|The coral snake has a toxic venom that attacks
the nervous system and kills prey fast. This enables it to eat snakes even
larger than itself. The coral snake’s brilliant coloration can act as a
warning to predators that are not color blind, which may be the reason
other non poisonous snakes copy its colors and pattern. This decorative
pattern of broken color is also excellent camouflage among the debris of
the forest floor.
Habitat: The coral snake avoids open ground in favor of woodlands and forest floors carpeted with leaves and decaying logs. It also lives in rocky areas with plenty of crevices. The coral snake needs cover for camouflage, for hiding its young and for providing the best surroundings to hunt its prey. Although rarely seen, the coral snake sometimes appears in some areas of Texas in backyard gardens, where it forages on sunny mornings around rock walls and pond or garden paving. The eastern coral snake is at home on loose ground cover where it can burrow. In defense, the snake may lift its tail to mimic its head. This deflects an attack to another part of the body.
Food and Hunting: The coral snake mainly eats other smaller snakes, but it sometimes preys on its own species and even on snakes that are larger than itself. It also preys on lizards, young birds, frogs, and insects. The coral snake feeds heavily during two periods in the year – from September to November and from April to May. A coral snake has very short fangs so it bites its prey repeatedly, twisting its head from side to side to squeeze venom into the wound.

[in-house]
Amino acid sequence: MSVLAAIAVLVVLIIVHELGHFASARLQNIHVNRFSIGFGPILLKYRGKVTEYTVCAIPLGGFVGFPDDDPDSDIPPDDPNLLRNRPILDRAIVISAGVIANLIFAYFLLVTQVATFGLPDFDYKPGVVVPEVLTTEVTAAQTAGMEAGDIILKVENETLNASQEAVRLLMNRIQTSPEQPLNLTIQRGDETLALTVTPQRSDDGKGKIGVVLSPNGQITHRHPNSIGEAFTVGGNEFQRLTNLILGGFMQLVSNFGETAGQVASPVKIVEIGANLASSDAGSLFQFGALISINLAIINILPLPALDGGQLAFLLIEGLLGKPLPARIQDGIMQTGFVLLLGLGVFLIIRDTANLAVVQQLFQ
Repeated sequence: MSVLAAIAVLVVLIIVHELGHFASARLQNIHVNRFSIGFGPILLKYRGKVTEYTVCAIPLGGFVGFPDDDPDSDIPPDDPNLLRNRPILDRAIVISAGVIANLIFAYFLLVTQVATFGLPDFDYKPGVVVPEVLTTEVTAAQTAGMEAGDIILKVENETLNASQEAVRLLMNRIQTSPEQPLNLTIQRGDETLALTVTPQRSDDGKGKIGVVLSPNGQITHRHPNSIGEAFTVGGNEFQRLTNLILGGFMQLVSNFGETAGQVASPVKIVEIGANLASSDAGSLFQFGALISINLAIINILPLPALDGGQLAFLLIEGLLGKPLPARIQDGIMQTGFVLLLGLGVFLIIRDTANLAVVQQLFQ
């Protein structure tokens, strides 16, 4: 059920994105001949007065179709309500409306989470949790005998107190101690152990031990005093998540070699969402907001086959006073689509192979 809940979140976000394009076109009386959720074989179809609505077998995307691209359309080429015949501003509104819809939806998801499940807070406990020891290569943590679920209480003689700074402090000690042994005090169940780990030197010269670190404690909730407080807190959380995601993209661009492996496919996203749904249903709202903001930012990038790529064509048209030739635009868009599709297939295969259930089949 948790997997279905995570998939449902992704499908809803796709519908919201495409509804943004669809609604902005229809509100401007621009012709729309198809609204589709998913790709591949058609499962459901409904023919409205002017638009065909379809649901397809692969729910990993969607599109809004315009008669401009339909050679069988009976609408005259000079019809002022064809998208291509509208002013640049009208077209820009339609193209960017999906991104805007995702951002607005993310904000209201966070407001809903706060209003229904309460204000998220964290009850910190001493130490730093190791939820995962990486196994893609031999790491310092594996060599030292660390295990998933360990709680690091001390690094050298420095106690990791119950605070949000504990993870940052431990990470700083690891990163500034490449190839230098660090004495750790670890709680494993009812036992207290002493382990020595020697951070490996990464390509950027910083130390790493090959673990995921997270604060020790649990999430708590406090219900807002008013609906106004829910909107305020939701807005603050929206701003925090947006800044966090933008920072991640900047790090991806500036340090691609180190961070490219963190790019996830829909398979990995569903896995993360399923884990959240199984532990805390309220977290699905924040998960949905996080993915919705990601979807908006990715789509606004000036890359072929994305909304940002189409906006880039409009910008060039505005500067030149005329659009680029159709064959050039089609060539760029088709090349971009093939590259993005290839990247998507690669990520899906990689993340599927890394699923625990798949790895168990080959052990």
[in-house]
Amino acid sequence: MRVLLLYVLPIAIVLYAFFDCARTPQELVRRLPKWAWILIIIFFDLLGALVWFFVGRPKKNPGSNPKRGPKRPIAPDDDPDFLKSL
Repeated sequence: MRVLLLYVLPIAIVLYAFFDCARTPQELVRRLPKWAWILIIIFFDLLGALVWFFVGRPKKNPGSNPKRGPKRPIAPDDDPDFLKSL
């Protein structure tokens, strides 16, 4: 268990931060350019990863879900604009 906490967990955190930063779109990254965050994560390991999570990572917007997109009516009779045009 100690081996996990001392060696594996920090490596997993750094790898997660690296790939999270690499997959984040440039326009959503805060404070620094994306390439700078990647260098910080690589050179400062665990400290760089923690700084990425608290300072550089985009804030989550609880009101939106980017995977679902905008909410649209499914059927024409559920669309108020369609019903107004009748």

Breeding: the coral snake breeds from late spring to early summer and from late summer to early autumn. The male produces sperm all year except during the female’s gestation period from May to July. This ability to mate throughout most of the year is important. Coral snakes seldom meet each other since their home ranges and populations are small, and a male’s weak sensory perception makes it hard for him to locate a female. Because coral snakes tend to be aggressive toward each other, if a male and female do meet they may attack one another instead of mate. During courtship the male flicks his tongue at the female and then strokes the length of her back with his nose before mating. The female lays three to five eggs in June or July. The young hatch about two months later. They are the size of large earthworms and already show the typical colors.
Coral Snake and Man: Although the venom from a coral snake bite is deadly, this shy snake rarely bites people. Most of those bitten have made the first move by trying to handle the snake. Even so, some people have been known to carry coral snakes without being bitten. Children are the most common victims of the coral snake because they are attracted by the bright rings. An antivenin (a substance that neutralizes the poison) is now available and has reduced the number of deaths. Make plenty of noise when walking in coral snake country to alert the snake so that it can slip away without a confrontation.
Related Species: There are more than 53 species of coral snake in the Western Hemisphere.
Distribution: True coral snakes are found in North, Central, and South America. In South America it lives in tropical areas of the Amazon basin of Brazil, Colombia, and Venezuela. In North America it lives in Florida, the Carolinas, Texas, and northern Mexico.
Conservation: The coral snake is common and in no danger of extinction.
The Coral Snake and Its Mimics:
Did You Know:
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